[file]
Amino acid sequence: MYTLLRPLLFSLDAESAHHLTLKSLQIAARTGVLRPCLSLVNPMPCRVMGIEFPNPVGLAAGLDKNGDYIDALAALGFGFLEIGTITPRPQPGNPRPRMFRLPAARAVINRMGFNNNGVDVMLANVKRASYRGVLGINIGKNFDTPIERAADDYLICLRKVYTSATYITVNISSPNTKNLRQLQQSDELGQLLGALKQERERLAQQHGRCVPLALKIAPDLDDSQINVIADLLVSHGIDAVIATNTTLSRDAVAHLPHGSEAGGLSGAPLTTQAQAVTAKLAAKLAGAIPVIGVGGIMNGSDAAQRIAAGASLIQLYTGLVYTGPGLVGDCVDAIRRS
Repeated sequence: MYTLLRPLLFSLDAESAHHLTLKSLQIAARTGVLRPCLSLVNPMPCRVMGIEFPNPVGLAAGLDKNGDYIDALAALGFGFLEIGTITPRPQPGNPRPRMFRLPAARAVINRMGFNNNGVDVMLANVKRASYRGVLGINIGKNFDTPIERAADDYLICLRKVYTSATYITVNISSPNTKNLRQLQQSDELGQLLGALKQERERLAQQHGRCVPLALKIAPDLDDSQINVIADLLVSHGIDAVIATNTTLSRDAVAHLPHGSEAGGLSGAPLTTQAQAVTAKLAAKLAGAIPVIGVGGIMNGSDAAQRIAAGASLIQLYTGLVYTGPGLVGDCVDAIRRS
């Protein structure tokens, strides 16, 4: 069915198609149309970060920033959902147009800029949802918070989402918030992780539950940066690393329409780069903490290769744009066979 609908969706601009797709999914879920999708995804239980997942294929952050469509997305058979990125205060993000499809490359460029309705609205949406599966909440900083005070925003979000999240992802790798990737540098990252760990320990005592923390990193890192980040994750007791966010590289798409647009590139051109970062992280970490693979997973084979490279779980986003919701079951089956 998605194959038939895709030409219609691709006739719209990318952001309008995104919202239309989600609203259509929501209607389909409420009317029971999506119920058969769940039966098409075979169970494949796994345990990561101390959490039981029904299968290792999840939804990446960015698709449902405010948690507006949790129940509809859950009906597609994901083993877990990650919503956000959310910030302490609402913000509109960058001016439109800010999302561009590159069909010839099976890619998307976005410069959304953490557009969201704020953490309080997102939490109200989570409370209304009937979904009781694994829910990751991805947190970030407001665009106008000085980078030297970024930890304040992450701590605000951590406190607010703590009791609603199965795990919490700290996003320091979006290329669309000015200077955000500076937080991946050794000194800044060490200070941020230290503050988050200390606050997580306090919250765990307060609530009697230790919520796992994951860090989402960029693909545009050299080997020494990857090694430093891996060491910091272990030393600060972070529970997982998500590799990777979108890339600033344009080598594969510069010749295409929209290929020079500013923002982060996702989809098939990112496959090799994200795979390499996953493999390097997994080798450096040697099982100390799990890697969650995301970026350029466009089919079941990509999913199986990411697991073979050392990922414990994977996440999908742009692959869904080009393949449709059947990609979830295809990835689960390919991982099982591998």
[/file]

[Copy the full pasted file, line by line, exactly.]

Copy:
Amino acid sequence: MYTLLRPLLFSLDAESAHHLTLKSLQIAARTGVLRPCLSLVNPMPCRVMGIEFPNPVGLAAGLDKNGDYIDALAALGFGFLEIGTITPRPQPGNPRPRMFRLPAARAVINRMGFNNNGVDVMLANVKRASYRGVLGINIGKNFDTPIERAADDYLICLRKVYTSATYITVNISSPNTKNLRQLQQSDELGQLLGALKQERERLAQQHGRCVPLALKIAPDLDDSQINVIADLLVSHGIDAVIATNTTLSRDAVAHLPHGSEAGGLSGAPLTTQAQAVTAKLAAKLAGAIPVIGVGGIMNGSDAAQRIAAGASLIQLYTGLVYTGPGLVGDCVDAIRRS
Repeated sequence: MYTLLRPLLFSLDAESAHHLTLKSLQIAARTGVLRPCLSLVNPMPCRVMGIEFPNPVGLAAGLDKNGDYIDALAALGFGFLEIGTITPRPQPGNPRPRMFRLPAARAVINRMGFNNNGVDVMLANVKRASYRGVLGINIGKNFDTPIERAADDYLICLRKVYTSATYITVNISSPNTKNLRQLQQSDELGQLLGALKQERERLAQQHGRCVPLALKIAPDLDDSQINVIADLLVSHGIDAVIATNTTLSRDAVAHLPHGSEAGGLSGAPLTTQAQAVTAKLAAKLAGAIPVIGVGGIMNGSDAAQRIAAGASLIQLYTGLVYTGPGLVGDCVDAIRRS
């Protein structure tokens, strides 16, 4: 069915198609149309970060920033959902147009800029949802918070989402918030992780539950940066690393329409780069903490290769744009066979 609908969706601009797709999914879920999708995804239980997942294929952050469509997305058979990125205060993000499809490359460029309705609205949406599966909440900083005070925003979000999240992802790798990737540098990252760990320990005592923390990193890192980040994750007791966010590289798409647009590139051109970062992280970490693979997973084979490279779980986003919701079951089956 998605194959038939895709030409219609691709006739719209990318952001309008995104919202239309989600609203259509929501209607389909409420009317029971999506119920058969769940039966098409075979169970494949796994345990990561101390959490039981029904299968290792999840939804990446960015698709449902405010948690507006949790129940509809859950009906597609994901083993877990990650919503956000959310910030302490609402913000509109960058001016439109800010999302561009590159069909010839099976890619998307976005410069959304953490557009969201704020953490309080997102939490109200989570409370209304009937979904009781694994829910990751991805947190970030407001665009106008000085980078030297970024930890304040992450701590605000951590406190607010703590009791609603199965795990919490700290996003320091979006290329669309000015200077955000500076937080991946050794000194800044060490200070941020230290503050988050200390606050997580306090919250765990307060609530009697230790919520796992994951860090989402960029693909545009050299080997020494990857090694430093891996060491910091272990030393600060972070529970997982998500590799990777979108890339600033344009080598594969510069010749295409929209290929020079500013923002982060996702989809098939990112496959090799994200795979390499996953493999390097997994080798450096040697099982100390799990890697969650995301970026350029466009089919079941990509999913199986990411697991073979050392990922414990994977996440999908742009692959869904080009393949449709059947990609979830295809990835689960390919991982099982591998």